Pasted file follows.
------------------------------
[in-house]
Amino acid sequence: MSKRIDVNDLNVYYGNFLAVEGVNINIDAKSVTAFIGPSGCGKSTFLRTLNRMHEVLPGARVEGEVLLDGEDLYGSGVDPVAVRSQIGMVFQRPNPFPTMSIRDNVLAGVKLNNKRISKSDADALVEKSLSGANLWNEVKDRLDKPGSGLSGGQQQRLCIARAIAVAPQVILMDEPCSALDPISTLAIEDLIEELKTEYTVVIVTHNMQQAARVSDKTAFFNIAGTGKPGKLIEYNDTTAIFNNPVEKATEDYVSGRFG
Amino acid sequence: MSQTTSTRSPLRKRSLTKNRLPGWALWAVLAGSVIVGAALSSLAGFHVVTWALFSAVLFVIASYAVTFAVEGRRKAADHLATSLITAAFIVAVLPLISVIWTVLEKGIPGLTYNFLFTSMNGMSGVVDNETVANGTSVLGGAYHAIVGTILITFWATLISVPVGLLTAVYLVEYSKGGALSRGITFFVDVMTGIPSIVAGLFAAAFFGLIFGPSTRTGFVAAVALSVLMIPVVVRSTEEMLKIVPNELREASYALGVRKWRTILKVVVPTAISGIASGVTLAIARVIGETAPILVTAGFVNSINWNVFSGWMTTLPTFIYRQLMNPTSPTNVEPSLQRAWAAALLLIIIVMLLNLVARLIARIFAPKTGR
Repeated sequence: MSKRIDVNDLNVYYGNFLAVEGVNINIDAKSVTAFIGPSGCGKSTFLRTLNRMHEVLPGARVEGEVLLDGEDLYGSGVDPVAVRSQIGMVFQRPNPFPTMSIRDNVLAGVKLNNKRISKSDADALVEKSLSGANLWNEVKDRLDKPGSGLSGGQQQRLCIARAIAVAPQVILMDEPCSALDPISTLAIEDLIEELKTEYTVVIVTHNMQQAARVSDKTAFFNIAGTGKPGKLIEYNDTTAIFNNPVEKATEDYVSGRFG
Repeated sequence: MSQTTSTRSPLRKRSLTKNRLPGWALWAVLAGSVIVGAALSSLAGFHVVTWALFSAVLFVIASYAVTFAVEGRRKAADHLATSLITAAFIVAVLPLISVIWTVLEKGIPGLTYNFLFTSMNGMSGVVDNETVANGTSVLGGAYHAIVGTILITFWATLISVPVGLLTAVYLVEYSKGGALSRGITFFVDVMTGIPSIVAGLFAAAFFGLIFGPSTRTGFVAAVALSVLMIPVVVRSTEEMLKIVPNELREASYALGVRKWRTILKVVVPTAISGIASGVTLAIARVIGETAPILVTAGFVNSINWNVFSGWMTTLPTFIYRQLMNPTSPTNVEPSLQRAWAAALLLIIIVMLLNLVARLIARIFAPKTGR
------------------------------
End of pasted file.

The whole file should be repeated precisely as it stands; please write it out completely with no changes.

[in-house]
Amino acid sequence: MSKRIDVNDLNVYYGNFLAVEGVNINIDAKSVTAFIGPSGCGKSTFLRTLNRMHEVLPGARVEGEVLLDGEDLYGSGVDPVAVRSQIGMVFQRPNPFPTMSIRDNVLAGVKLNNKRISKSDADALVEKSLSGANLWNEVKDRLDKPGSGLSGGQQQRLCIARAIAVAPQVILMDEPCSALDPISTLAIEDLIEELKTEYTVVIVTHNMQQAARVSDKTAFFNIAGTGKPGKLIEYNDTTAIFNNPVEKATEDYVSGRFG
Amino acid sequence: MSQTTSTRSPLRKRSLTKNRLPGWALWAVLAGSVIVGAALSSLAGFHVVTWALFSAVLFVIASYAVTFAVEGRRKAADHLATSLITAAFIVAVLPLISVIWTVLEKGIPGLTYNFLFTSMNGMSGVVDNETVANGTSVLGGAYHAIVGTILITFWATLISVPVGLLTAVYLVEYSKGGALSRGITFFVDVMTGIPSIVAGLFAAAFFGLIFGPSTRTGFVAAVALSVLMIPVVVRSTEEMLKIVPNELREASYALGVRKWRTILKVVVPTAISGIASGVTLAIARVIGETAPILVTAGFVNSINWNVFSGWMTTLPTFIYRQLMNPTSPTNVEPSLQRAWAAALLLIIIVMLLNLVARLIARIFAPKTGR
Repeated sequence: MSKRIDVNDLNVYYGNFLAVEGVNINIDAKSVTAFIGPSGCGKSTFLRTLNRMHEVLPGARVEGEVLLDGEDLYGSGVDPVAVRSQIGMVFQRPNPFPTMSIRDNVLAGVKLNNKRISKSDADALVEKSLSGANLWNEVKDRLDKPGSGLSGGQQQRLCIARAIAVAPQVILMDEPCSALDPISTLAIEDLIEELKTEYTVVIVTHNMQQAARVSDKTAFFNIAGTGKPGKLIEYNDTTAIFNNPVEKATEDYVSGRFG
Repeated sequence: MSQTTSTRSPLRKRSLTKNRLPGWALWAVLAGSVIVGAALSSLAGFHVVTWALFSAVLFVIASYAVTFAVEGRRKAADHLATSLITAAFIVAVLPLISVIWTVLEKGIPGLTYNFLFTSMNGMSGVVDNETVANGTSVLGGAYHAIVGTILITFWATLISVPVGLLTAVYLVEYSKGGALSRGITFFVDVMTGIPSIVAGLFAAAFFGLIFGPSTRTGFVAAVALSVLMIPVVVRSTEEMLKIVPNELREASYALGVRKWRTILKVVVPTAISGIASGVTLAIARVIGETAPILVTAGFVNSINWNVFSGWMTTLPTFIYRQLMNPTSPTNVEPSLQRAWAAALLLIIIVMLLNLVARLIARIFAPKTGR